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Faecal Egg Counts

Worming

Parasitic worms can seriously undermine the health and wellbeing of horses. Ensuring that your horse is not carrying a heavy burden is all part of a day to day health care plan. Now, with worms becoming resistant to some worming drugs, it is essential that regular worm counts are done. This will help preserve existing wormers as horse's will only be wormed when they are needed. Having good pasture maintenance is essential for worm control. This can be done by;

  • ●Avoiding over grazing
  • ●Avoiding over stocking
  • ●Paddock rotation
  • ●Poo-pick
  • ●Cross graze (ideally with sheep)

We stock a wide variety of horse wormers to suit every horse, just call in and ask to speak to one of our SQP’s on the right treatment for your horse.

Internal Parasites

There are many types of worm that use the horse as a host during its lifecycle.

The degree of damage to the horse depends upon the type of worm/burden,

its lifecycle and the overall health of the horse.

Small Redworm (Cyathostomes)

Small Redworm are the most common type of internal parasite of the horse. Their lifecycle only takes a few weeks to complete from ingestion of larvae to adult egg laying worms. However, they also have the ability to hibernate within the gut wall as small cysts (Encysted Redworm).

Large Redworm (Strongyles)

Large Redworm are potentially the most dangerous internal parasite that can affect the horse. The larval stage is the most damaging as they migrate through the blood vessels and develop in the major artery supplying blood to the intestinal tract.

Large Roundworms (Ascarids)

Adult Large Roundworms can reach up to 50cm in length and usually only affect foals and young horses. Adult horse aren't usually affected as they develop immunity with age. The horse will often develop a cough as the larvae migrate from the lungs to the small intestines.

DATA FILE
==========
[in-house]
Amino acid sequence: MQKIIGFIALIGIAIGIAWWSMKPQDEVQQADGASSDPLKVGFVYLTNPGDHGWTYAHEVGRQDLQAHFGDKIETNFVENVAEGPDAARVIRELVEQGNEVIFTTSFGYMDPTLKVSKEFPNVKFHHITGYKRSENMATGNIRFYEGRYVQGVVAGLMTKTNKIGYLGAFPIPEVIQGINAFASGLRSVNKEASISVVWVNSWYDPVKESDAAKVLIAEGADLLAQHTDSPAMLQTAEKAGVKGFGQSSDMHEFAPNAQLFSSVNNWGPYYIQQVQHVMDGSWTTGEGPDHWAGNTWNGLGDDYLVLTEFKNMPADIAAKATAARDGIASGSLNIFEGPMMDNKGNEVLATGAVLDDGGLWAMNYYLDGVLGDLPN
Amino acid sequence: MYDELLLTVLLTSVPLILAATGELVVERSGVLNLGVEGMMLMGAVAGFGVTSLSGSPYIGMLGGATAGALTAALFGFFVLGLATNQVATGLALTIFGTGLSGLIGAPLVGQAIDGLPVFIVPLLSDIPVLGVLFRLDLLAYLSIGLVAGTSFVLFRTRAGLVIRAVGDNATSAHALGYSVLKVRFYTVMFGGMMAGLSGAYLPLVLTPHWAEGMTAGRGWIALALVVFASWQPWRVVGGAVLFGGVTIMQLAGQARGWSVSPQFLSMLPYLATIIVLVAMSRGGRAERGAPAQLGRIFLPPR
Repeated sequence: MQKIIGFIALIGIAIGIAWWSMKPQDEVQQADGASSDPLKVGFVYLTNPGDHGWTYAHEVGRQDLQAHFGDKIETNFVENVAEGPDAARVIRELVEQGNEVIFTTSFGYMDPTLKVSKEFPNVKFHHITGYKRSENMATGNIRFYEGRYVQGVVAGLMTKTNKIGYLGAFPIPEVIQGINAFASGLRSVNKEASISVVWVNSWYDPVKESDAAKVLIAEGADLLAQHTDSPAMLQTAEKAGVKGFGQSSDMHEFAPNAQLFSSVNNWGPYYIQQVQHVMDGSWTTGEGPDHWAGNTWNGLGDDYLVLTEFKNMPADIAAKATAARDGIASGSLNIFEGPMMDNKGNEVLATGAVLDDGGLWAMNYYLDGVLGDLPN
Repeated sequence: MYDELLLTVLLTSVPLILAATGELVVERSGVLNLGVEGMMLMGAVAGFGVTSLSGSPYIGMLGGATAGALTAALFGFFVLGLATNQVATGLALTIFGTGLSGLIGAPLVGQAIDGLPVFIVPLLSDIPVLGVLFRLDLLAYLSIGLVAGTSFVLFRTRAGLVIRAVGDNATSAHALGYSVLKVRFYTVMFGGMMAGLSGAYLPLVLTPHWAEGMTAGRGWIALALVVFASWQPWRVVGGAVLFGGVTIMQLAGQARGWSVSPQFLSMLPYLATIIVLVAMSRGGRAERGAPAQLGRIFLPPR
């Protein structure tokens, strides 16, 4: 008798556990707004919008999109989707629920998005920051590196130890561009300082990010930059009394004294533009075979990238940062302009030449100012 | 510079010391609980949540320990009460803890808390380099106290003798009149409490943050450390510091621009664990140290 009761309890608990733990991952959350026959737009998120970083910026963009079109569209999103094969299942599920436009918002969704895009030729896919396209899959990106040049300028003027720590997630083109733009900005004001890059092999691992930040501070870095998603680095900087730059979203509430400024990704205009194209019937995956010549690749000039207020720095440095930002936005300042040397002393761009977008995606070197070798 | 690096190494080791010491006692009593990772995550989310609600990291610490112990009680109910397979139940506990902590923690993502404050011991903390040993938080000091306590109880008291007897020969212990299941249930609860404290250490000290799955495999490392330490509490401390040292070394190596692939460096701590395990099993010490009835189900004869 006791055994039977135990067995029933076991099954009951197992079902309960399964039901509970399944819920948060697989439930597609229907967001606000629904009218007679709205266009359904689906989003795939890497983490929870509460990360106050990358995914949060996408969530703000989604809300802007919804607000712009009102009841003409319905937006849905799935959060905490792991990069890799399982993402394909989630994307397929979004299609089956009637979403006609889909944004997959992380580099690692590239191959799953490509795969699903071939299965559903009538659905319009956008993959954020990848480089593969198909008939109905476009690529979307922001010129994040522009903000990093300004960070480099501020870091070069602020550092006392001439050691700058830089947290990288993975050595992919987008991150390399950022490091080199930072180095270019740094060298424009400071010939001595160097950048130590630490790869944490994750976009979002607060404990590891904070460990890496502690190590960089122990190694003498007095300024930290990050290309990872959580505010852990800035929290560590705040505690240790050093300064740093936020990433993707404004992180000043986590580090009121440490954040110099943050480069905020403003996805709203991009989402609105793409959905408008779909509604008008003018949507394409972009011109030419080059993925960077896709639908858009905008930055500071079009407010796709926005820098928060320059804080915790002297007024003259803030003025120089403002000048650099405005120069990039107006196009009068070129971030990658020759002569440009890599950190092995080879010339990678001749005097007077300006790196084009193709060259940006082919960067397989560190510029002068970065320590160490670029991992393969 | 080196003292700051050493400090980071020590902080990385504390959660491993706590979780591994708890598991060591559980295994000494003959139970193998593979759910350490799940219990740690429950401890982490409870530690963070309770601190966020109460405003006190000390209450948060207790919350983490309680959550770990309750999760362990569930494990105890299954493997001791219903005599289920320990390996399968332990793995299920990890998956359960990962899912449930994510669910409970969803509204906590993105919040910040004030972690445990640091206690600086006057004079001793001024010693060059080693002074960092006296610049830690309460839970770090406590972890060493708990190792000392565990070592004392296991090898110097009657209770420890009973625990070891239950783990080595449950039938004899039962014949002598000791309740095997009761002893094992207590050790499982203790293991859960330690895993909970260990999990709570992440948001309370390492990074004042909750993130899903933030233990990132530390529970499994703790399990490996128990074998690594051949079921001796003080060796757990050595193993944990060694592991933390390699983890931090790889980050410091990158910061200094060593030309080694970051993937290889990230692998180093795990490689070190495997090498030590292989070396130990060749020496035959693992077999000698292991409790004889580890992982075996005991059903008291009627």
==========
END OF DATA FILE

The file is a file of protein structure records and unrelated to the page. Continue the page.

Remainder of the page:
Lungworms

Donkeys are thought to be the natural host, but horses can also become infected if sharing the same pasture. Donkeys can tolerate a heavy burden without showing any symptoms whereas a horse will quickly develop signs of respiratory distress such as coughing.

Tapeworm

Tapeworms are located in the horses gut, in particular between the small and large intestine. The adult worms attach in clusters to the lining of the gut where they release their eggs.

Bots

Bot flies are a common irritant to grazing horses during the summer months. The female will lay her eggs on the horse’s coat, usually on the forelegs, shoulder or abdomen. As the horse grooms itself the eggs hatch and are transferred into the mouth where they burrow into the tongue and mouth before being swallowed. Once in the stomach they attach to the gut lining to continue their development throughout winter.

What are Faecal Egg Counts?

To minimise the risk of worm resistance, a targeted approach to the use of wormers is now recommended through the use of faecal egg counts. They are used to help identify high worm burdens in horses and help prevent unnecessary worming. A worm count of > 200 eggs per gram (epg) should be treated. Faecal egg counts should be done every 8-10 weeks, as a negative result does not guarantee a horse is parasite free. This could be down to the horse harbouring immature parasites which haven't started to produce eggs. Hence why regular counts will help detect any burden before it causes any significant issues. Tapeworms cannot be seen in faecal egg counts, however some companies now offer a salvia test to check this.

What to do?

  1. 1. Grab a fresh faecal sample from your horse about the size of a golf ball.
  2. 2. Place the sample in a carrier bag/container along with your horses name on it.
  3. 3. Call in to store and drop off your sample.
  4. 4. Await your results the same day and find out if any Redworm eggs were present in your horse’s faeces.
  5. 5. Receive expert advice from our SQP’s on what to do next!

Store Information

icon The Blue Barn LTD

   Pool Road

   Pool-in-wharfedale

   Otley

   West Yorkshire

   LS21 1EG

iconCall us now: 0113 284 3121

icon Email: enquiries@thebluebarn.co.uk

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